#83 ep3.1_Salvia-Iboga Connection – Kappa Opioid_Peter H. Addy

CLICK HERE to listen to Season 3 Episode 1

Thank you Peter H. Addy for coming on the podcast! That was a great conversation. If you haven’t listened to the episode yet, I invite Peter, a clinical psychologist and researcher of Salvia divinorum, to discuss with me the overlaps between Salvia and iboga since they both share a common receptor agonist effect with the kappa opioid receptor. Ibogaine’s metabolite noribogaine, however, seems to have a greater agonizing effect than ibogaine. I find it interesting how alkaloids and their metabolites produce different physiological and thus cognitive effects.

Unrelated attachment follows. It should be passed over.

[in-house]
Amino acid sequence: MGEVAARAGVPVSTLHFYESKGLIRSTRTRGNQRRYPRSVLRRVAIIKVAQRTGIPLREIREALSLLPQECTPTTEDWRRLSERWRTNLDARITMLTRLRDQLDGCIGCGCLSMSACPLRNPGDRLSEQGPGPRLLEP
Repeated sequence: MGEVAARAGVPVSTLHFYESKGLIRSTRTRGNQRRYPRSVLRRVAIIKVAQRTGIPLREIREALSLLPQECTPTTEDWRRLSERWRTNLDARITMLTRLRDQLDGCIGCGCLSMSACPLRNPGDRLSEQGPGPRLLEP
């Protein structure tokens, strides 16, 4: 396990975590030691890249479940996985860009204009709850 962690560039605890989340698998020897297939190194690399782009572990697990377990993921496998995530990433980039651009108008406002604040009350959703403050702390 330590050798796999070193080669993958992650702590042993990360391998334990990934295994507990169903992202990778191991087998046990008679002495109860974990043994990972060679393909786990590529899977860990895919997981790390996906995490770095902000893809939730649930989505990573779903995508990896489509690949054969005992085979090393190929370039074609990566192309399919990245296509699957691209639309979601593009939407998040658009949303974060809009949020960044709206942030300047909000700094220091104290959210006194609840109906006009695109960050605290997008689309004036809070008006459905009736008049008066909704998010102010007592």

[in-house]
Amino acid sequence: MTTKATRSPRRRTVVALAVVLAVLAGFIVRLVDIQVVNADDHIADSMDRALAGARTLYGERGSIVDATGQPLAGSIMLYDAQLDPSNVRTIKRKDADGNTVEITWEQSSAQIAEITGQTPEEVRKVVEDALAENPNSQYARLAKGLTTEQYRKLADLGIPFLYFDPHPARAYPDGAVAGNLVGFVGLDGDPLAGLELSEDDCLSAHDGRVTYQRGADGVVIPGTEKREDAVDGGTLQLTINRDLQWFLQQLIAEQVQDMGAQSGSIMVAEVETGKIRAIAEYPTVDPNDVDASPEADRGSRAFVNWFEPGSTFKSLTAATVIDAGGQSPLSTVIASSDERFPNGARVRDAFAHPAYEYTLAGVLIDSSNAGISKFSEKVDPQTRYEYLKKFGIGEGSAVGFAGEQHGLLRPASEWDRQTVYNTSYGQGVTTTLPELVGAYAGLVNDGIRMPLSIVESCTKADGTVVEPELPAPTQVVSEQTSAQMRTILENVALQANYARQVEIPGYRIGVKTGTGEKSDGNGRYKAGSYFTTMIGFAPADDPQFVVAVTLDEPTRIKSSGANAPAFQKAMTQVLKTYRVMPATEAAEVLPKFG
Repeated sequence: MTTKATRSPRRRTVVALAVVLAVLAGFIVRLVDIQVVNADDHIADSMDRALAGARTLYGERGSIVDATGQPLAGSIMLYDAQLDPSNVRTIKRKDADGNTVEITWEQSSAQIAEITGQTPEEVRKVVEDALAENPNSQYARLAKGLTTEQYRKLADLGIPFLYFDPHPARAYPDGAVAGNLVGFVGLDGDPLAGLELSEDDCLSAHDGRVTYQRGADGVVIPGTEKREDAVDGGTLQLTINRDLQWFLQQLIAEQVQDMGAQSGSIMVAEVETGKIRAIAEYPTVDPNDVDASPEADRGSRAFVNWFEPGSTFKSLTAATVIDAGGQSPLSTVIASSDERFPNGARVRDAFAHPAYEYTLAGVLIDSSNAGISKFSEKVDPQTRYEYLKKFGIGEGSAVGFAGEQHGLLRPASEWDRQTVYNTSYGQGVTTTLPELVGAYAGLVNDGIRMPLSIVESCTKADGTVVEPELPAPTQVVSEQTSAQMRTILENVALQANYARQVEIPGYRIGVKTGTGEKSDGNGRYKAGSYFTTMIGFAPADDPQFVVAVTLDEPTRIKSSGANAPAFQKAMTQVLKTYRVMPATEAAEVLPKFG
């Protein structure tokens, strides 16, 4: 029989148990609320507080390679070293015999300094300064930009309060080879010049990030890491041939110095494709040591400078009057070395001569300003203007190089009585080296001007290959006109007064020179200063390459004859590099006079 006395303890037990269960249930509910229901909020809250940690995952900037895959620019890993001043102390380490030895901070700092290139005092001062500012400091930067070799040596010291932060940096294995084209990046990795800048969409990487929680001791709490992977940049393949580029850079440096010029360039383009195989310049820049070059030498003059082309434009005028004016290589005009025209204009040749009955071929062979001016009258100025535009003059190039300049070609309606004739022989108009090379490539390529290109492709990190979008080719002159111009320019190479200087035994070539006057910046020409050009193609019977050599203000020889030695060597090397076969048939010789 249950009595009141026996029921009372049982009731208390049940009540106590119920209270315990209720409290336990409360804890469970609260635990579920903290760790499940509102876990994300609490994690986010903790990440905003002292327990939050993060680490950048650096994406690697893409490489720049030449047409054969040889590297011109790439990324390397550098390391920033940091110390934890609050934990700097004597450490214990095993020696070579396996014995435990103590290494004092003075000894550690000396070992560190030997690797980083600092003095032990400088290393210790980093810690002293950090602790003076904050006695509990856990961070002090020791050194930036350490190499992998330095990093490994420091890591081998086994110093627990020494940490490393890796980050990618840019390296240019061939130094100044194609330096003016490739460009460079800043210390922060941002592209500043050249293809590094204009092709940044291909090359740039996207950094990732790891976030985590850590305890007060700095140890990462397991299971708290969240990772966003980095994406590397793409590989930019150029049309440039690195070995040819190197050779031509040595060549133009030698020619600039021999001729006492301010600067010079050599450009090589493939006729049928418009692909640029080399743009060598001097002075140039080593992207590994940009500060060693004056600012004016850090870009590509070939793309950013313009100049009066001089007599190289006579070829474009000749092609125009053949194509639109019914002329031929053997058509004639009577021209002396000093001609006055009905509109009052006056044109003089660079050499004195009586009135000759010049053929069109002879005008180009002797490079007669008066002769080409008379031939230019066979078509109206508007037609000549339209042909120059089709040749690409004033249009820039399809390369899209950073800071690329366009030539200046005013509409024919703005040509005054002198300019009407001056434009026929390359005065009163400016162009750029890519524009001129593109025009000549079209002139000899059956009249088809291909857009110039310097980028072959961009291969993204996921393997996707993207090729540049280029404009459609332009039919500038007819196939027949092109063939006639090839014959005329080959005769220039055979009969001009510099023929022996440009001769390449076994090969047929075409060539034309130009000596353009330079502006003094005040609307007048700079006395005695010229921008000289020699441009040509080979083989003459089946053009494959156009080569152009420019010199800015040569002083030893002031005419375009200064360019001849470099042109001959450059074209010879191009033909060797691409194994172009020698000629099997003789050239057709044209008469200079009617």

Considering Salvia’s main acting molecule is salvinorin A, we know that Salvia has a limited number of functions compared to other psychedelics or psychoactive compounds. Ibogaine does multiple things to the body, and thus downstream to the mind, making it difficult to pinpoint which visionary effects stem from which receptor sites. With that said, I speculated there would be some subjective experience overlap between Salvia and iboga visionary states. For example, both substances share a very nervous, bouncy, jittery kind of energy. The music played by the Bwiti, the traditional iboga users from Gabon, play a type of mouth harp music that resembles or mirrors this felt energy from the plant. I wonder what kind of music Salvia-consuming Mazatec people play; is it as nerve-wracking as Bwiti music, might this be another overlap between the two experiences in an ethnomusicological sense? I think it’s important to consider the overall experience, particularly in traditional settings, since these peoples refined their practice for many hundreds or thousands of years, and so why would they choose to play that music during a specific drug-and-its-correlated-dosage experience?